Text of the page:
Friday, April 13, 2007

Ben Downing's First 100 Days

Ben Downing's a pretty busy guy these days.

Ignoring the turkey sandwich next to him, he pulls out his Blackberry and goes over the schedule for Thursday, his 100th day as a Senator in General Court.

"Let's see. I'll be driving in that morning. I have a 9am meeting with the Newgrange Group, folks I've hired to help out with campaign stuff. We have an informal session on Thursday, which means probably nothing going on other than legislation that passed last year that they're trying to get back into the hopper...late files, bills that were filed after the filing deadline that need the approval of rules and such. I have a staff meeting that I have every day I'm down there at 11:45 until 12:45. I have a meeting, with Representative Guyer, at the Attorney General's office in the Consumer Division to talk about some issues we have over in Hancock, with Verizon not investing in their infrastructure. They have old coaxial cables wrapped in paper, so when it rains they lose service over there. I'm meeting with the folks from Comcast to talk telecom issues; I'm sure they'll talk about the telecom tax. We'll probably also talk about broadband out here. And talk about funny things that come up: Cal Ripken, Jr is coming to the State Senate."

I kind of laugh. That is pretty random.

"Yeah, who would've guessed? He'll talk about the Cal Ripken Sr foundation, and promote Badges for Baseball and Healthy Choices, Healthy Children, with the Boys and Girls Clubs of Massachusetts. And then since it's a Thursday, I've got class."

On top of the Pittsfield-Boston roundtrips, keeping in touch with the 48 cities and towns in his district, and the day-to-day business of legislating, Ben's also the cool kid in his public policy Master's classes at Tufts. "I bet you field just as many questions as the professors," I remarked.

His turn to laugh. "Just about. I really do."

I met with the Senator at the Cup and Saucer in North Adams, where he had just come from what must have been a rousing meeting of the local legislative delegation with representatives from the paper manufacturing industry and State Secretary-designate of Labor and Workforce Development Suzanne Bump. It's that kind of stuff that gets him going.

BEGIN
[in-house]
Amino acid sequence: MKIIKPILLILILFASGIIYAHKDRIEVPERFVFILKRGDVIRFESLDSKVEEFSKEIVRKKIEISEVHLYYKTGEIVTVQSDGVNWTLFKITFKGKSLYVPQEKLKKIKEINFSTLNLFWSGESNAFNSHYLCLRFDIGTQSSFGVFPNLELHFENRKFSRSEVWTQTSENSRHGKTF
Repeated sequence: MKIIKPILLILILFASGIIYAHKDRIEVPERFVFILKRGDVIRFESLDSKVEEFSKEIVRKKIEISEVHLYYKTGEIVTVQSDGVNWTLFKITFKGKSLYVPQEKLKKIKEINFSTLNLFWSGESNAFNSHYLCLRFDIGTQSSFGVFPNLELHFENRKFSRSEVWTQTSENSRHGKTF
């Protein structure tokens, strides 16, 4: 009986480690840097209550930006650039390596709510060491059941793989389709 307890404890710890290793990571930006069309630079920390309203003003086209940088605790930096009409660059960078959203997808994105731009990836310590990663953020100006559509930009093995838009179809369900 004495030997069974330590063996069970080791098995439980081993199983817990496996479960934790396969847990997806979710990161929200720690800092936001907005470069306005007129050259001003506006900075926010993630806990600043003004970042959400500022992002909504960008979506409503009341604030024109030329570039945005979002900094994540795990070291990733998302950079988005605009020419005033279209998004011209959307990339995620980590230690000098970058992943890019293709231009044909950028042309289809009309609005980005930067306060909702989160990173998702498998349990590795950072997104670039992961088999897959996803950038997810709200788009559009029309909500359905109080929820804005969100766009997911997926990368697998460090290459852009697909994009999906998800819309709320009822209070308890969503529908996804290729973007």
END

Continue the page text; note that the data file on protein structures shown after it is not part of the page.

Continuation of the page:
In the last few weeks, Ben's been involved with issues from all over the public policy map: early-stage funding for local biomass/biodiesel production. Commissioning a study of the recruitment and retention of college graduates within the state. Expanding designation rules at the DHCD to help cities and towns keep tabs on absentee landlords. Stamping out paper-wrapped coaxial cables. Posing for pictures with Hall of Fame shortstops.

All this, plus the always nutcracking annual budget process, and a leadership turnover, in the first three months or so of a setting up the first Democratic administration in 12 years. It really fills up his dance card.

But he lights up when he talks about it. It's obvious you're looking at a guy who digs his job.

Ben is, at 25, the youngest member not only of the Senate, but of the entire state legislature. And he knows his election in 2006 wasn't easy. He's got something to prove. "I go into the building with people saying, all right, the kid's got to be able to campaign, at least, but does he know policy? And how hard is he going to work? And that's one thing that I know I have to prove, and I've been out there trying to prove the whole time."

He still catches up on the blogs, though. Enough to zing me about the lack of content for three weeks after the 500-word real life poop joke I posted in March. I reminded him of the blog he sported for a while during the primary, and asked him what happened to it. "Sheer campaign tactics," he joked. "We decided that Marge was the 'blogging candidate' and that she had cornered that market." Sounds like it might be a while before we see a blog--or MySpace page--from him soon.

It's probably easier to just sit where you are and he'll come to you eventually. "The immediate outreach work that we've done has been community forums and community events throughout the district. We did one in Southern Berkshire with Representative Pignatelli. We did one in the hill towns with Representative Kulik in Williamsburg. We've got another one scheduled this coming Sunday in Representative Guyer's hill towns in Windsor to address issues, and we've got one scheduled April 20th with Representative Bosley at MCLA. So there's been outreach. I know I haven't utilized my web site enough yet; we're just trying to figure out the best way to do it."